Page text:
Graduation rate improvements 'stalling'

The U.S. high school graduation rate hit 84.6% in 2017, according to the Department of Education's latest data, only ‘inches’ up from 84.1% in 2016, leaving education professionals concerned that the nation is losing momentum in improving outcomes for pupils. The graduation rates for black, Hispanic and low-income students and students with disabilities, increased by 1 to 2 percentage points, but decreased by 0.5 percentage points for students for whom English is a second language. Read more

Shutdown resolution averts lunches crisis

Resolution of the weekslong partial federal government shutdown averted the growing crisis for the 22 million poor public education students who rely on the federal National School Lunch and breakfast programs for meals. A coalition of education organizations representing school superintendents, principals, school boards, parents, along with the two national teachers unions, had joined to urge Trump and congressional leadership to pass and sign a funding bill for the Department of Agriculture that the House of Representatives passed earlier this month. Read more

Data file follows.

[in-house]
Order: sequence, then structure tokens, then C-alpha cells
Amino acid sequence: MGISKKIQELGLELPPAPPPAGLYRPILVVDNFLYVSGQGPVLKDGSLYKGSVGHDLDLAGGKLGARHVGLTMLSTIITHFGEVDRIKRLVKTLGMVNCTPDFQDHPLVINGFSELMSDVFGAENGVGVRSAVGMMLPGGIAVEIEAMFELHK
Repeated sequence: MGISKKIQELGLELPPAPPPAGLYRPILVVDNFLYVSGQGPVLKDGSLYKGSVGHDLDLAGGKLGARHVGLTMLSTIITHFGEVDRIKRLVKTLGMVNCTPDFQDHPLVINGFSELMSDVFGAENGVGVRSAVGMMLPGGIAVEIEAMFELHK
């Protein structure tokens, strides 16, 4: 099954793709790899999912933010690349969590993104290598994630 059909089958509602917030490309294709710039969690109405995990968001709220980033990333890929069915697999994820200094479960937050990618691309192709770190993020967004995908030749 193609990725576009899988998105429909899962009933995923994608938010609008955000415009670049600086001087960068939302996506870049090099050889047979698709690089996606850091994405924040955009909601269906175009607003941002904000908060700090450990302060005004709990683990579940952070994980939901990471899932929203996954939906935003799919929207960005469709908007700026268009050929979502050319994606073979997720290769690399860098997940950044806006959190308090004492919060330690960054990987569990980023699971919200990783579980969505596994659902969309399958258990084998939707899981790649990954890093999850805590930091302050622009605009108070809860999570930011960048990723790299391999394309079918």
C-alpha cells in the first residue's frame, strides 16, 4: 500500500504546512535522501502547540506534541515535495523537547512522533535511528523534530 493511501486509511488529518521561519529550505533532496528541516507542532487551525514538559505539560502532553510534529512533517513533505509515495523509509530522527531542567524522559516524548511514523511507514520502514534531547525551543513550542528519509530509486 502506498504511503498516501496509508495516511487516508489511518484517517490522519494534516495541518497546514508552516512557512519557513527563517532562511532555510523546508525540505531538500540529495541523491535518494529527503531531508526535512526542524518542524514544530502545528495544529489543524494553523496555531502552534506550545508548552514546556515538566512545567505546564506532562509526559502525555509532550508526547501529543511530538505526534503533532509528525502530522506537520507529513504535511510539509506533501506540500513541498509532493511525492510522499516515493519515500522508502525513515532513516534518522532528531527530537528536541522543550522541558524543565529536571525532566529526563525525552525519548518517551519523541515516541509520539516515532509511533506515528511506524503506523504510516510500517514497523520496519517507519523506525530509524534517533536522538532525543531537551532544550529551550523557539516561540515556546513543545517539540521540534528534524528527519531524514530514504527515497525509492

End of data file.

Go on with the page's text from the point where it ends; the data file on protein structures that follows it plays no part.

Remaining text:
January 22, 2019

NEA reacts to tentative agreement reached by UTLA, LAUSD

Students win as national #RedForEd movement sweeps Los Angeles; tentative agreement gives students more librarians, nurses and counselors while reducing class sizes. Read more

Bonnen's education agenda considered